In a previous blog post, we shared our favorite star shots on the Middle Fork Salmon. Now we want to show you how to take those shots. We talked to professional photographer Garret Smith, and he provided us with a few tips on how to photograph Idaho’s incredible night sky from the Middle Fork of the Salmon River.
When attempting a star shot I always remind myself to keep it simple. It is easy to get lost in the camera setting, switching lenses, or trying on different filters. I prefer pointing the camera up at the sky and shooting. Trial and error; see what works and adapt. While star shots can seem complex, if you keep it simple and follow a few rules, you can capture that incredible image.
1) Start with a tripod. For a quality star shot, the camera needs to be stable for 10-30 seconds. To hold the camera steady, some sort of tripod is necessary. I have used rocks, tree limbs, beer cans, and other props but an actual tripod works best. Once you have figured out stability, you can start messing with the frame you want to capture.
For the camera settings, I instinctively start with the basic settings first and work my way up to the more complex ones. Sometimes it is the basic settings that can mess up a shot and take an annoying amount of time to figure out.
2) The Focus. You want to switch the focus from auto to manual. Just do it.
Once in manual, set your focus. This can be a bit tricky since it’s dark. Using your headlamp set the lens to infinite focus. If you do not have an infinite focus on your lens, then try focusing on one star or a distant light, like a campfire. That should put your manual focus in the correct spot.
3) The timer. Many photographers use intervalometers, camera language for a remote. While a remote is a terrific tool for taking long exposure star shots, it can also be a hassle. If you are going to take a 10-30 star shot then all you need to use is a two-second timer, which is built in on the camera. It is critical to do this, because of the long exposure the pushing of the shutter button is enough of a disturbance that your image will not be sharp. The timer is my preferred method for star shots, it keeps it easy, and I don’t have to rely on a remote.
Shooting in Manual Setting. This is the hardest part about shooting stars. Take your time and make sure you get the settings correct. I strongly recommend learning how to navigate your camera settings before going outside.
4) Shutter Speed: The eye of the camera. For your first couple of star shots keep the speed between 10-30 seconds, most nights, 20 seconds is a good shutter speed and you won’t get tracers as the stars move across the night sky. If you want movement shown, you will need a remote to hold your camera shutter down longer. For most night star shots this means the camera sensor will be open for 20 seconds, capturing as much light as possible. When your stargazing it takes your eyes 20 seconds or so to start noticing all the stars, same with a shutter speed. If you open and close your eyes quickly you will barely see any stars, same with the shutter speed. The longer your eyes are open the more stars you will see, the longer the shutter is open the more stars your photo will capture.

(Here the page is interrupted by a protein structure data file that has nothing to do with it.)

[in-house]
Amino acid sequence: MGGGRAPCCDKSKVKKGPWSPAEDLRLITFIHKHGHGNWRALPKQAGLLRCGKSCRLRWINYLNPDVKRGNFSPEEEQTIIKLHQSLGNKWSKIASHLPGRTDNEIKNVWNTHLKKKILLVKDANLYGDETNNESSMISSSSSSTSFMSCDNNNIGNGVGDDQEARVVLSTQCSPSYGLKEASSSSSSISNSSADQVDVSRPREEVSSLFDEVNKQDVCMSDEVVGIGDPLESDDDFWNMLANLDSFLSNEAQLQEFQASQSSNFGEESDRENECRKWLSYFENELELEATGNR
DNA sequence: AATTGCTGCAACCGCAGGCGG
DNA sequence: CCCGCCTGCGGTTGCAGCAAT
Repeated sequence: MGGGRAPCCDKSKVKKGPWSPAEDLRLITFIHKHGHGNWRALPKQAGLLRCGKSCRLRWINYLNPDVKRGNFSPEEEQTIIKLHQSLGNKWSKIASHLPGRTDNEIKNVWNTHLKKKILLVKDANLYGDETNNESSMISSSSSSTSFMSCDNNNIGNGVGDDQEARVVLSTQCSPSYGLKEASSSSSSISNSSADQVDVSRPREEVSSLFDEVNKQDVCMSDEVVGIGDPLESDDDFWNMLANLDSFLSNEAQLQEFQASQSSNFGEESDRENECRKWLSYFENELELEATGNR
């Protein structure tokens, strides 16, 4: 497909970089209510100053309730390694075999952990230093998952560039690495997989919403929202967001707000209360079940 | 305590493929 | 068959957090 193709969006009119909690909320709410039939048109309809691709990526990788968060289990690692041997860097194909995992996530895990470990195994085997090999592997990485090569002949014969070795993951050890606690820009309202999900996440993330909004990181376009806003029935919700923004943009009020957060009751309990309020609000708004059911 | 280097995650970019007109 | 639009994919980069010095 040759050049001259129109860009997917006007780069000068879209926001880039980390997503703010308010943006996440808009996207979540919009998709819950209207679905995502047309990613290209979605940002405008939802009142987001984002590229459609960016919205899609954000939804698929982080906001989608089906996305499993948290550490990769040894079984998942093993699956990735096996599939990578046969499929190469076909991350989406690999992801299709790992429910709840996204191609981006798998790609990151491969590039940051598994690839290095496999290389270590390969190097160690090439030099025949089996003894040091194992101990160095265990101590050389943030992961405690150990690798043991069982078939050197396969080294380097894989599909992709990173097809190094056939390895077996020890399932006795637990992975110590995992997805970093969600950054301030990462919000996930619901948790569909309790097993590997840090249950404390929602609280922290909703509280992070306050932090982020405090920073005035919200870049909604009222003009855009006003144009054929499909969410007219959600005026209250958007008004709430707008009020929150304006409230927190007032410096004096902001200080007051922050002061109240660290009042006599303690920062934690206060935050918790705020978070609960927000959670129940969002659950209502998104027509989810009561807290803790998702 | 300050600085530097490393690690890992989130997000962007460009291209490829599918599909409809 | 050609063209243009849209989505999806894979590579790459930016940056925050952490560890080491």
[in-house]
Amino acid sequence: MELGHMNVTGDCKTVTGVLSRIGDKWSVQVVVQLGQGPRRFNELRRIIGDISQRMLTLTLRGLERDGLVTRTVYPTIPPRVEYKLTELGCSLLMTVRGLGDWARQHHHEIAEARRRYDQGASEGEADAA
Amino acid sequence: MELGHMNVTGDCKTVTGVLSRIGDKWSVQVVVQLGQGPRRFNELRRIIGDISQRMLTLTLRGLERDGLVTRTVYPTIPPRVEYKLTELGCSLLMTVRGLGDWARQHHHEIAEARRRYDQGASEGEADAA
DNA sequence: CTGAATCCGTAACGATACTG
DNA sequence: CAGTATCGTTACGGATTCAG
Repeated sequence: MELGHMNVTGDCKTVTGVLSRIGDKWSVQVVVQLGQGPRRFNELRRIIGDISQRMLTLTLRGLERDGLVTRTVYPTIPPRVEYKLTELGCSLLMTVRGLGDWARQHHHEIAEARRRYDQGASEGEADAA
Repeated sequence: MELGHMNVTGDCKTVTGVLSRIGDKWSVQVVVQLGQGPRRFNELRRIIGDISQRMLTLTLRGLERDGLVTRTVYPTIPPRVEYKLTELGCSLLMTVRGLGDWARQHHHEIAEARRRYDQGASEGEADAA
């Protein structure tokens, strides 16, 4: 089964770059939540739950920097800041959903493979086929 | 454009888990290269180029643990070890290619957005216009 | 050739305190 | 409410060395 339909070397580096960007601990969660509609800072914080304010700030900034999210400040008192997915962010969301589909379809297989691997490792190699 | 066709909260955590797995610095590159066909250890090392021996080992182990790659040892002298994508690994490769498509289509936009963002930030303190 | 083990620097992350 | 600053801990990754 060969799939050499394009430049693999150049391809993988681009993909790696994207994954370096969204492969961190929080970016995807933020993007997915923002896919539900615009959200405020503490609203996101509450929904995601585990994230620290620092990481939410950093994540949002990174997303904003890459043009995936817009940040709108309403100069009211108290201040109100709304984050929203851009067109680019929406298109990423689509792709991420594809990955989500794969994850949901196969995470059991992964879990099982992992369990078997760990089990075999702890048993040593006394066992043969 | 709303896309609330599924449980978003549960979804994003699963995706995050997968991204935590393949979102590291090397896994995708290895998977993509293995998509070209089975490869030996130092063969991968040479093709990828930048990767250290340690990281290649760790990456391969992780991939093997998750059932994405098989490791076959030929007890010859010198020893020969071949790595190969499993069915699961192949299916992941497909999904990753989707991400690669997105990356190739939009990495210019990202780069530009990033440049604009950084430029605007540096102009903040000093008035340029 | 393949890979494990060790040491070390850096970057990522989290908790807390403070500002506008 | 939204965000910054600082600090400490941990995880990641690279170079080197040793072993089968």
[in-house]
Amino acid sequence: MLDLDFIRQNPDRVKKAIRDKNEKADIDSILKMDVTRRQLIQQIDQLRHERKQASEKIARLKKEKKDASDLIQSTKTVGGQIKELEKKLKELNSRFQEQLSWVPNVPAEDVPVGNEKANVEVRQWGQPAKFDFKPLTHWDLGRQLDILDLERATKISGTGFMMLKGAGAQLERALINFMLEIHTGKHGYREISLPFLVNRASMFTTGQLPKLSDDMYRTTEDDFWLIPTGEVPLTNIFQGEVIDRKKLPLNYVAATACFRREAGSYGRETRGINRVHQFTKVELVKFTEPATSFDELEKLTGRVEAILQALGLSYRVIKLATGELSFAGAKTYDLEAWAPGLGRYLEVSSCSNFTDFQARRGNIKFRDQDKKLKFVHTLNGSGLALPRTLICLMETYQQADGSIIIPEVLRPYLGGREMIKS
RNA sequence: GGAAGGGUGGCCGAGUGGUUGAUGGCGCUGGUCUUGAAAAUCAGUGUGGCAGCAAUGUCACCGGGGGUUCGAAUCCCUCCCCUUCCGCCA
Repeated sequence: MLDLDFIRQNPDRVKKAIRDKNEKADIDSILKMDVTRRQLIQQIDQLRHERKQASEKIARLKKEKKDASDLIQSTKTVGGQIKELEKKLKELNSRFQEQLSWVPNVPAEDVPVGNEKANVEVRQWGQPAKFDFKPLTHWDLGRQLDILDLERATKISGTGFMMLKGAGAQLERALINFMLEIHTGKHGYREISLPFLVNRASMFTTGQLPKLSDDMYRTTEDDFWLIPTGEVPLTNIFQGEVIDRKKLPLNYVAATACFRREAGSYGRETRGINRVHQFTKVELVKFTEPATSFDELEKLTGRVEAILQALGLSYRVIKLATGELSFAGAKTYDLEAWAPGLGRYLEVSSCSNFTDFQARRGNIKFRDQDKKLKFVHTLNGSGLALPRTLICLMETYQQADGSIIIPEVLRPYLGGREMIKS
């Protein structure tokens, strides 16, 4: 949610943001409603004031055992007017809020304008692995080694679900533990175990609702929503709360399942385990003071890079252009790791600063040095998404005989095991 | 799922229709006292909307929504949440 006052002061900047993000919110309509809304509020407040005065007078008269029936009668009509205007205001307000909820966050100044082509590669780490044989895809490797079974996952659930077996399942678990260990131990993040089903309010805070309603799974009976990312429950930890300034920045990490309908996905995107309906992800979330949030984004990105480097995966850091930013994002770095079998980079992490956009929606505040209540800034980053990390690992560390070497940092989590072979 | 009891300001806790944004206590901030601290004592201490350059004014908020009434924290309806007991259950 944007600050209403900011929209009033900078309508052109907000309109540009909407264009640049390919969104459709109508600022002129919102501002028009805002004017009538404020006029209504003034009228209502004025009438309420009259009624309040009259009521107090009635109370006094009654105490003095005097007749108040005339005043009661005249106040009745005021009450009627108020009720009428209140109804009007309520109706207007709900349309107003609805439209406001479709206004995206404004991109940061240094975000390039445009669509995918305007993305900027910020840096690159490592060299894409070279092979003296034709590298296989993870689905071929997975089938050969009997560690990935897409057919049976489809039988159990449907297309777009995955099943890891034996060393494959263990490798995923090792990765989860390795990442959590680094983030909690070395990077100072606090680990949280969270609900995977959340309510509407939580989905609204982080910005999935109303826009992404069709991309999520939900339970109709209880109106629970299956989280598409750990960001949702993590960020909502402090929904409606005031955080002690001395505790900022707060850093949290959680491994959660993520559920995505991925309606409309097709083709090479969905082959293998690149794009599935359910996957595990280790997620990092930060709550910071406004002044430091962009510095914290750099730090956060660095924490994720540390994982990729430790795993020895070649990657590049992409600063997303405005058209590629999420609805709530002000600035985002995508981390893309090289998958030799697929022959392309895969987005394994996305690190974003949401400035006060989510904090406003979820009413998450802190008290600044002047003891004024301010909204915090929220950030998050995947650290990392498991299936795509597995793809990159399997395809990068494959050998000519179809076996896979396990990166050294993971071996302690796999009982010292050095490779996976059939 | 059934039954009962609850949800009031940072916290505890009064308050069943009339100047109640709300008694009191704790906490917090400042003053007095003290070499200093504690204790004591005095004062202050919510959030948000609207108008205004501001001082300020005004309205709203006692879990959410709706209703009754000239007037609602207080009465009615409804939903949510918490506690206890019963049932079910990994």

5) ISO. The artificial light that the camera will use to enhance a photo. The higher the ISO the more sensitive your sensor will be to light. It is the equivalent of ASA with film. If you shoot with too high of an ISO you will see a grainy photo because the sensor is filling in pixels with digital noise. Finding the ISO sweet spot is key, I shoot between 800-3200 ISO with Canon or Nikon Cameras, some new Sony cameras can shoot as high as 12800 ISO without getting too much digital noise. In general the lower the ISO the better image quality.
6) Aperture. Also known as the F-stop: To get a sharp star image you want to shoot at a low aperture. I like to have my aperture around f/4, f/11 is generally the sharpest aperture for most lenses but demands a much longer exposure and higher ISO. The lower the aperture the more light will be captured.
7) White balance. You can set it to auto and the shot will be fine. If you want to change it, go to 4200K.
The last thing to remember, as you are looking at the last shot you captured on your camera monitor, it is going to seem like a brighter exposure at night then when you look at it the next day, your eyes are dilated for the darkness and might not give an accurate read. I tend to make sure I am pushing my settings so that the glory of the night sky is in full effect.
Have fun and remember to bring a headlamp. You don’t want to fall on your way to capturing an award winning night photo.